CU-Boulder student Jenn Adams was looking through the glass doors of Boulderâ€™s Colorado Bookstore where she works when she saw a woman approach a squirrel, pick it up and start cradling it in her arms.
Â â€œYeah, 4/20 brings in some really weird people,â€ Adams said. â€œThere was also this guy in a leather vest that came in really messed up wanting to buy balloons â€“â€“ we donâ€™t sell balloons.â€
Â Boulder is home to one of the largest April 20 celebrations in the country where thousands of people gather to consume cannabis together, often in hopes of the eventual legalization of marijuana.Â
And despite the cloudy and cold weather, thousands of devoted observance-goers came out on Wednesday to celebrate in the University of Coloradoâ€™s Norlin Library quad, which was standing room only by 4 p.m.
â€œLast year we had close to 10,000 people,â€ said CU student Damian McDonald. â€œThis year I heard we were expecting a lot more.â€
Â The annual event often presents challenges for the universityâ€™s police force, said University of Colorado Police Commander Tim McGraw.
Â â€œItâ€™s illegal but frankly there isnâ€™t a whole lot we can do about it when 10,000 people show up,â€ McGraw said. â€œLogistically, there are days where you have to let discretion get the better part of valor.â€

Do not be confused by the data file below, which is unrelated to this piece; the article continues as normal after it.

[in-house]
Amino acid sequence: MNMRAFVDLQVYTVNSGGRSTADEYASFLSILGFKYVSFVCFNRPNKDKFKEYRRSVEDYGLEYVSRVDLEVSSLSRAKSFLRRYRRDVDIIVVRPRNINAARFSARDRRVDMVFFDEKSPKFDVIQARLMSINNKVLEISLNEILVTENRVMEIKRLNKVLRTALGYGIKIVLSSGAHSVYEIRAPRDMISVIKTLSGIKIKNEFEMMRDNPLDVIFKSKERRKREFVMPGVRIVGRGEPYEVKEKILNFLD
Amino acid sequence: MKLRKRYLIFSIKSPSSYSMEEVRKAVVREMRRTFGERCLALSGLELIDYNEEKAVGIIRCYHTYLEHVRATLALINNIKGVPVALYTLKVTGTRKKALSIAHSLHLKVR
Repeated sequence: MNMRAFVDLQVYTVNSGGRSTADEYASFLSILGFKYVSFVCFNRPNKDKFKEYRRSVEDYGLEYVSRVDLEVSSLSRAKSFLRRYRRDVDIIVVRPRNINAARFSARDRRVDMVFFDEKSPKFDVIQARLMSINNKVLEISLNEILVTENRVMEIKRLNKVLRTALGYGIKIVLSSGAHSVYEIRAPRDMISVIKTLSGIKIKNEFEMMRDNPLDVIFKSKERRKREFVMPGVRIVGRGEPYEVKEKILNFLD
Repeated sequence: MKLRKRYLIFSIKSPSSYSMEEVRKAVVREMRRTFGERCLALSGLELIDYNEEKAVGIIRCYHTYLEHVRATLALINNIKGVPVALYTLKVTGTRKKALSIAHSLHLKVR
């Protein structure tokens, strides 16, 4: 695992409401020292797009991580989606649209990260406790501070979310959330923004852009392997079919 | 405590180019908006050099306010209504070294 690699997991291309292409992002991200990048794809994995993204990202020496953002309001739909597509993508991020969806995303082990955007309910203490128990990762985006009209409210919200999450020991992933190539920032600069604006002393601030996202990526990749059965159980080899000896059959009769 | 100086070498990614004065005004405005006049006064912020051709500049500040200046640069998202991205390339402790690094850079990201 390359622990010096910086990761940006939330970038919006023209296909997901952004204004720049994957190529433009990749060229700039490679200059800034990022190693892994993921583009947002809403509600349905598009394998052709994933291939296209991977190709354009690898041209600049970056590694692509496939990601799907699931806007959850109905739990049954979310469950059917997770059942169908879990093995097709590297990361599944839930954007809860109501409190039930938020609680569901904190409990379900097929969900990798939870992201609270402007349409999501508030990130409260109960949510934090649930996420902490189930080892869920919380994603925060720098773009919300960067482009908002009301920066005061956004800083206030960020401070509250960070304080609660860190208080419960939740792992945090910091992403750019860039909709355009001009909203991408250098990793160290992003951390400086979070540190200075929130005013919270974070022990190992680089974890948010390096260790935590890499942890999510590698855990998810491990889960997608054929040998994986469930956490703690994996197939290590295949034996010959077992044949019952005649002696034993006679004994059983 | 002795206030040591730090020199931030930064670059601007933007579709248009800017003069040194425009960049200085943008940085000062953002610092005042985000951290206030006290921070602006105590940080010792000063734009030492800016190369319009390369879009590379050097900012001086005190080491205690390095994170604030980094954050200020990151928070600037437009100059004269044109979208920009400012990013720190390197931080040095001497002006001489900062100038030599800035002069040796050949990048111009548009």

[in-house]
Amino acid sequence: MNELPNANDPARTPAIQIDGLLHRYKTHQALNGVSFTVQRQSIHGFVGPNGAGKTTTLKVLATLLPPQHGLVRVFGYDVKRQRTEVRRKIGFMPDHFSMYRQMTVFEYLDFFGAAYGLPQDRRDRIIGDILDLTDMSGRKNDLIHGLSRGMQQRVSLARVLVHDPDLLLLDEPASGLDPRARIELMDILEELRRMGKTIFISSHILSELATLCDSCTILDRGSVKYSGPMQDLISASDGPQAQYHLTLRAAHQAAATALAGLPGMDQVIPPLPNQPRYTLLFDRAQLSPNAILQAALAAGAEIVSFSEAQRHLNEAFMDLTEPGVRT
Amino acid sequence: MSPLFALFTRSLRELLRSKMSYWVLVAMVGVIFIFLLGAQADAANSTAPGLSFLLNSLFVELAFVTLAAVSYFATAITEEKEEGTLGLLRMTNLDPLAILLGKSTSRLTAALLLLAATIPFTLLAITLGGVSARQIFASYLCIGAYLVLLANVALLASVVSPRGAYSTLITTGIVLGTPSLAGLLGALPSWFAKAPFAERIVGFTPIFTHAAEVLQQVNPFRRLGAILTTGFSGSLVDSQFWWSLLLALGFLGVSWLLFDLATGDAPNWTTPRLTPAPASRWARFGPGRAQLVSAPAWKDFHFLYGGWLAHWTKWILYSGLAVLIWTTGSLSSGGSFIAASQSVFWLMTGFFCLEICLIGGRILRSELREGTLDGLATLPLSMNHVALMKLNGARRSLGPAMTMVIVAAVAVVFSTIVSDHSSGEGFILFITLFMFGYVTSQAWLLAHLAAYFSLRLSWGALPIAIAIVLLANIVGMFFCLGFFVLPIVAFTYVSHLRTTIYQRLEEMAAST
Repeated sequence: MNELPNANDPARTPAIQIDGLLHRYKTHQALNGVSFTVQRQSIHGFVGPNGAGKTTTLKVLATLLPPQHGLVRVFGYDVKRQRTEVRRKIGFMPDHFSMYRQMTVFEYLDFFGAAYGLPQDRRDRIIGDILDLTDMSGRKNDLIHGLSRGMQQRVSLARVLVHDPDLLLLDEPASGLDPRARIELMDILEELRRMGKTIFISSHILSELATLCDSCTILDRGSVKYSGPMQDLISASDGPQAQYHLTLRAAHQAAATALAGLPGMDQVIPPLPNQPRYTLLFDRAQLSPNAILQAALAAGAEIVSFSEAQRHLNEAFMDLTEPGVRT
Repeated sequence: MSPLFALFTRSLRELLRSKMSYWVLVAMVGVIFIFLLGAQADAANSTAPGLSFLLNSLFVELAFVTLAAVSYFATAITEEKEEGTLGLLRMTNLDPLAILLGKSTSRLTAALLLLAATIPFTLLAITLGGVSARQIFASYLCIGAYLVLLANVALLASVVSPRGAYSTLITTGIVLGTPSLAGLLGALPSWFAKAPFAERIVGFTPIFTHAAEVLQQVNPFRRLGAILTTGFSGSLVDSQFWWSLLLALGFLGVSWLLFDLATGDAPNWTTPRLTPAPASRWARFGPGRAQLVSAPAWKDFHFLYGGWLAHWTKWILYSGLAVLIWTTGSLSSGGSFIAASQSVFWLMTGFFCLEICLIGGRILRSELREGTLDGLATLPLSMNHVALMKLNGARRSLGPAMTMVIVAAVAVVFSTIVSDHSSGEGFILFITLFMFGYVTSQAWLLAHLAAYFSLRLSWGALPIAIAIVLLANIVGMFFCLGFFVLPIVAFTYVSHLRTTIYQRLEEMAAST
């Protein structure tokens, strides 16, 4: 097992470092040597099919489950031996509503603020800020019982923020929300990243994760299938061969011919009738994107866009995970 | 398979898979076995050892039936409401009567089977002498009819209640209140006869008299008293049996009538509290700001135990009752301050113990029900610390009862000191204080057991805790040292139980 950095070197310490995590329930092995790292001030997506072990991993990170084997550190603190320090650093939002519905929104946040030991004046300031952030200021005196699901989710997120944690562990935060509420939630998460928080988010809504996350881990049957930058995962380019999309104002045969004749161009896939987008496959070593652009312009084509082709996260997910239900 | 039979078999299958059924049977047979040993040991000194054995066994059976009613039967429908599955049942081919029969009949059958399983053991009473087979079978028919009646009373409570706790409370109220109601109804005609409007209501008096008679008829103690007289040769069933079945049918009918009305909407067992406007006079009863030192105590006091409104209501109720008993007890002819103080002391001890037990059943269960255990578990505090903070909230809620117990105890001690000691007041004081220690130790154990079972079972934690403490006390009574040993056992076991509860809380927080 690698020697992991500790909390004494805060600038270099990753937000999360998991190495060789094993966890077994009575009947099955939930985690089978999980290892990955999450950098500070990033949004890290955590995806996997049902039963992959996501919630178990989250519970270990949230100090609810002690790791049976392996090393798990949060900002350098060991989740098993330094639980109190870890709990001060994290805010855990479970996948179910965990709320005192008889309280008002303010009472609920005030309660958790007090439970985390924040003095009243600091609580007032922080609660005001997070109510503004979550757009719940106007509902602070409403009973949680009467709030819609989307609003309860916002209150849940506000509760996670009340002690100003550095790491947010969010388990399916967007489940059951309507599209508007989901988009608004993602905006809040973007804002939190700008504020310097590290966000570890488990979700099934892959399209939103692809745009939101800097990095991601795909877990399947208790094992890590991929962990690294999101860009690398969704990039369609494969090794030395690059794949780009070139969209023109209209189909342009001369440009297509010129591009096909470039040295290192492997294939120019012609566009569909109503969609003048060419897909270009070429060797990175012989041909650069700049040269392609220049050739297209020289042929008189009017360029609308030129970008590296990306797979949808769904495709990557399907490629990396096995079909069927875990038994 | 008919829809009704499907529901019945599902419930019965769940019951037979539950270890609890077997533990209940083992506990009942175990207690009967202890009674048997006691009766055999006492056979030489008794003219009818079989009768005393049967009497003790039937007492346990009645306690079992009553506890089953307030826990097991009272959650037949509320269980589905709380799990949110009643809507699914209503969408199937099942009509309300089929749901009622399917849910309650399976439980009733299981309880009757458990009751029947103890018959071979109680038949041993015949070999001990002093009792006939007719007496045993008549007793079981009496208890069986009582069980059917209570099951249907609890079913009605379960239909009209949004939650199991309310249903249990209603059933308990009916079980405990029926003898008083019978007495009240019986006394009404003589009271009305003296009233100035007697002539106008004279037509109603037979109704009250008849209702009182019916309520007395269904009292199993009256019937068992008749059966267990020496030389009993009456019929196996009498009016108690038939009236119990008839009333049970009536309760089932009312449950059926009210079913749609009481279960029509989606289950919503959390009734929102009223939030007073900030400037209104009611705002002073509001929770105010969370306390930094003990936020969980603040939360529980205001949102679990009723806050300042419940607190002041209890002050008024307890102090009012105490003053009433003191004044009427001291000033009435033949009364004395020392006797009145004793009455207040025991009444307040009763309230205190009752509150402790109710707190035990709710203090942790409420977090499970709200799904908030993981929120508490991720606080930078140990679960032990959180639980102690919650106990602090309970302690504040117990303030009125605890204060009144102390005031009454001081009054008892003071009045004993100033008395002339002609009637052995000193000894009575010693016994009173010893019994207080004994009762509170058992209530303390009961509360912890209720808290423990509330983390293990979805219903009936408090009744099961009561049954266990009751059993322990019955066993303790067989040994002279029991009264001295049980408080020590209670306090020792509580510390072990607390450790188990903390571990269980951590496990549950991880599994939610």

Â McGraw also stated that while there were citations issued for marijuana possession and other offenses, the police are more focused on safety instead of enforcement during the holiday.Â
For Mike Anderegg, a Boulder resident and two-year employee of Cheba Hut, a sandwich shop located on â€œThe Hill,â€ 4/20 is the restaurantâ€™s busiest day of the year.
Â â€œWe generally have a line out the door before noon,â€ Anderegg said, adding that they see close to 1,000 customers over the course of the day.
Â Boulder is one of several places across the United States that holds infamous pot-smoking observances, including Tallahassee, Fla., San Francisco and San Cruz, Calif., the very place where the term â€œ4/20â€ came to be.
Â â€œI mean, it does bring in a lot of people (to Boulder), which canâ€™t be bad for the businesses,â€ Adams said. â€œThere are so many food places on â€œThe Hillâ€ that probably benefit. People even sell t-shirts for this. Itâ€™s crazy.â€
Senior Reporter Erin Udell can be reached at email@example.com.